If you need to do these two things frequently, “then something is not right with the foot-bike interface, as this degree of discomfort is not normal,” he says.

For a long-term solution, Holz has three key tips for preventing your feet and toes from going numb, since numbness while riding is not a one-size-fits-all solution. You might even want to go to your local bike shop to experiment with different equipment.

Make Sure Your Shoes Fit

The stiff soles of cycling shoes are great for power transfer, but that means your toes aren’t doing much work while you’re pedaling. Your toes need extra wiggle room to account for swelling, and the shoes should also be comfortable and have no pressure points.

“If you have pressure points just trying the shoes on, they seldom get better on the bike. Most cycling shoes are made of materials that are not meant to stretch much, but this also means they don’t ‘break-in’ that much either, so they should be comfortable from day one, or they are probably the wrong shoe,” says Holz.

Gallagher also suggests asking about different cleats and pedals at your trusted local bike shop, as they should have great knowledge of the interaction of the foot with the bike.

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Replacing the stock low-profile footbed in most cycling shoes will support your arches in a neutral position. Many cycling shoes come with a variety of arch supports you can try, or you can replace the entire insole with an over-the-counter option like SOLE moldable insoles.

“Footbeds not only prevent arch collapse which can increase efficiency, they also help distribute pressure over the entire area of the sole, and this removes pressure points that cause nerve compression or circulation loss,” says Holz.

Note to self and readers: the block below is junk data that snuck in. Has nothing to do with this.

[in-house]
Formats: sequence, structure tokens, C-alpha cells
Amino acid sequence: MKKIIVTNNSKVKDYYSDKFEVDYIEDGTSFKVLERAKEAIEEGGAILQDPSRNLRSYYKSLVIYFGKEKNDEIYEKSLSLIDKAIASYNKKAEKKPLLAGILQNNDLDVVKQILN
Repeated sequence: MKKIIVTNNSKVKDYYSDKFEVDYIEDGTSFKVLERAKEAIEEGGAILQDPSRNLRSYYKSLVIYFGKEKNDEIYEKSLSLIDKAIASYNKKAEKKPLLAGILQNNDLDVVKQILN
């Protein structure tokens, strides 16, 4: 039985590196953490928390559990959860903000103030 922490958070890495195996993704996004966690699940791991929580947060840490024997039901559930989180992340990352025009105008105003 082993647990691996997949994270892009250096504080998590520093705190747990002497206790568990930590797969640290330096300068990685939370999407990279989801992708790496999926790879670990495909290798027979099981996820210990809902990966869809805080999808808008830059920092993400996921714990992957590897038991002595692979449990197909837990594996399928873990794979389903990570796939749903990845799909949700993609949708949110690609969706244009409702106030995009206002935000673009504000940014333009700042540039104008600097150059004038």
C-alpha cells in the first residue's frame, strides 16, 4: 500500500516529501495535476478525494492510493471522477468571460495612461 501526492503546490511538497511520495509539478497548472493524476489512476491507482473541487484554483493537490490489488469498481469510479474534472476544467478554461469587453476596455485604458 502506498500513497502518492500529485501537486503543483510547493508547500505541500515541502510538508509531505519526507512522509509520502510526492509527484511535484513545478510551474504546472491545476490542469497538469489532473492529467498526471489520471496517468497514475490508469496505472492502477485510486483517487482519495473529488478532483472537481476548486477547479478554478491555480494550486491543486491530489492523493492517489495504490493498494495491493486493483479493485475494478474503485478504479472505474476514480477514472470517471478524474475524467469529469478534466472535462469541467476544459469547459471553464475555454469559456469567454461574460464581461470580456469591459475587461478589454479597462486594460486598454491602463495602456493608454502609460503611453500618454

The mechanics of the foot while cycling are different from land-based activity, and “the role of orthotics needs to be judged on a case-by-case basis depending on the problems that the cyclist is experiencing,” says Holz. In some cases, they can mitigate numbness and tingling, but insoles aren’t a blanket cure, and they may not be right for everyone, so he suggests working with a professional or a podiatrist to figure out what’s best for you.

Get a Professional Bike Fit

It’s hard for a novice cyclist to self-diagnose the minute details of the way they sit on a bike, so having a certified bike fitter take a physical assessment of your mechanics and foot structure can help determine what’s causing foot and toe issues.

“A seat position that is too high or low, or an undiagnosed leg-length discrepancy, can put extra stress on your back and hips, pinch nerves, and contribute to symptoms like numbness and tingling,” says Gallagher.

A professional bike fit generally includes a detailed look at other numbness-causing factors like cleat position, stance width, and posture and costs anywhere around $200 to $500 depending on the shop, fitter, and level of customization.

Headshot of Michael Nystrom
Michael Nystrom
Freelance Writer

Michael Nystrom is a two-time IRONMAN finisher and a former editor at Active Network, Muscle & Performance and Oxygen Magazine. He covers all things cycling, from the Tour de France to new product releases, and has been published by USA Triathlon, Under Armour, Polar, Triathlete Magazine and more. When not swimming, cycling or running, he’s catching some waves or chasing his dog, Dingo.